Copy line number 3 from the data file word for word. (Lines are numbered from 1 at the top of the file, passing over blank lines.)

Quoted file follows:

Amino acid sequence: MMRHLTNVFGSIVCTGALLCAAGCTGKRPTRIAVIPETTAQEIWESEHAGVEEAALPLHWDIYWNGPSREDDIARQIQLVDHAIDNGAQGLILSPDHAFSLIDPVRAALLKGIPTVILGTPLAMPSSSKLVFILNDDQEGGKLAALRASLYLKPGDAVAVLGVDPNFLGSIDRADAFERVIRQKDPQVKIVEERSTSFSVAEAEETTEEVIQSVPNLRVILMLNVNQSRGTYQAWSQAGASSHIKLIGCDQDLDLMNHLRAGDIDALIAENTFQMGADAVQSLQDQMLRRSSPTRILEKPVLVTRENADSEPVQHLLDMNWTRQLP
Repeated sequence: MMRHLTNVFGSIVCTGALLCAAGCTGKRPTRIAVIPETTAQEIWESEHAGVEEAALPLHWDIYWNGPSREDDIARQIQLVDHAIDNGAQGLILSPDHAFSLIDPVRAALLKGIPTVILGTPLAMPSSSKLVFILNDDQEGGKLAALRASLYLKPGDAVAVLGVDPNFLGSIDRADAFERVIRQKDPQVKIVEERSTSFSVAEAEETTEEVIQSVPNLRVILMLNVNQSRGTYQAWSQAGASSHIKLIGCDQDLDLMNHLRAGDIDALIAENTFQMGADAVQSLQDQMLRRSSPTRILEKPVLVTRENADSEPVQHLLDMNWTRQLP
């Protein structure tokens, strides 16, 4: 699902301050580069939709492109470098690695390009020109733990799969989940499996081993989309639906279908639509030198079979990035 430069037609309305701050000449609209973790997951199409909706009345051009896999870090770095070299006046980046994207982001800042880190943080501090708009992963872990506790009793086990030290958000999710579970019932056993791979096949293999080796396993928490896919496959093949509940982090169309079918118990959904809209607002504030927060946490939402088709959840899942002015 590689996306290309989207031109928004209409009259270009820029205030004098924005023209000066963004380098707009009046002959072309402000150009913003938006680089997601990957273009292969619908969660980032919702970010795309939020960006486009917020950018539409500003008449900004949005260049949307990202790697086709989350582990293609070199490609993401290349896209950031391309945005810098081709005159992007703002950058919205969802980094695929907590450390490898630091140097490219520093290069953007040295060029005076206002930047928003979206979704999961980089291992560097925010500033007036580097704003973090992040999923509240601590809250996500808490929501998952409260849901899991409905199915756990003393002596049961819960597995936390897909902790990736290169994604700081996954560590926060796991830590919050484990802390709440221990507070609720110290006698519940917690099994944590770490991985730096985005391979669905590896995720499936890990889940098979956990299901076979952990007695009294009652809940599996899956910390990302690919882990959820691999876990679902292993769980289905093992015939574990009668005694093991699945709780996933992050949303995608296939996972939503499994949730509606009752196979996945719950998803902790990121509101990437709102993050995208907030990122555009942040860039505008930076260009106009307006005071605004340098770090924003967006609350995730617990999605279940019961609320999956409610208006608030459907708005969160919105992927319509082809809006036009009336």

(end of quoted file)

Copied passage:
């Protein structure tokens, strides 16, 4: 699902301050580069939709492109470098690695390009020109733990799969989940499996081993989309639906279908639509030198079979990035 430069037609309305701050000449609209973790997951199409909706009345051009896999870090770095070299006046980046994207982001800042880190943080501090708009992963872990506790009793086990030290958000999710579970019932056993791979096949293999080796396993928490896919496959093949509940982090169309079918118990959904809209607002504030927060946490939402088709959840899942002015 590689996306290309989207031109928004209409009259270009820029205030004098924005023209000066963004380098707009009046002959072309402000150009913003938006680089997601990957273009292969619908969660980032919702970010795309939020960006486009917020950018539409500003008449900004949005260049949307990202790697086709989350582990293609070199490609993401290349896209950031391309945005810098081709005159992007703002950058919205969802980094695929907590450390490898630091140097490219520093290069953007040295060029005076206002930047928003979206979704999961980089291992560097925010500033007036580097704003973090992040999923509240601590809250996500808490929501998952409260849901899991409905199915756990003393002596049961819960597995936390897909902790990736290169994604700081996954560590926060796991830590919050484990802390709440221990507070609720110290006698519940917690099994944590770490991985730096985005391979669905590896995720499936890990889940098979956990299901076979952990007695009294009652809940599996899956910390990302690919882990959820691999876990679902292993769980289905093992015939574990009668005694093991699945709780996933992050949303995608296939996972939503499994949730509606009752196979996945719950998803902790990121509101990437709102993050995208907030990122555009942040860039505008930076260009106009307006005071605004340098770090924003967006609350995730617990999605279940019961609320999956409610208006608030459907708005969160919105992927319509082809809006036009009336």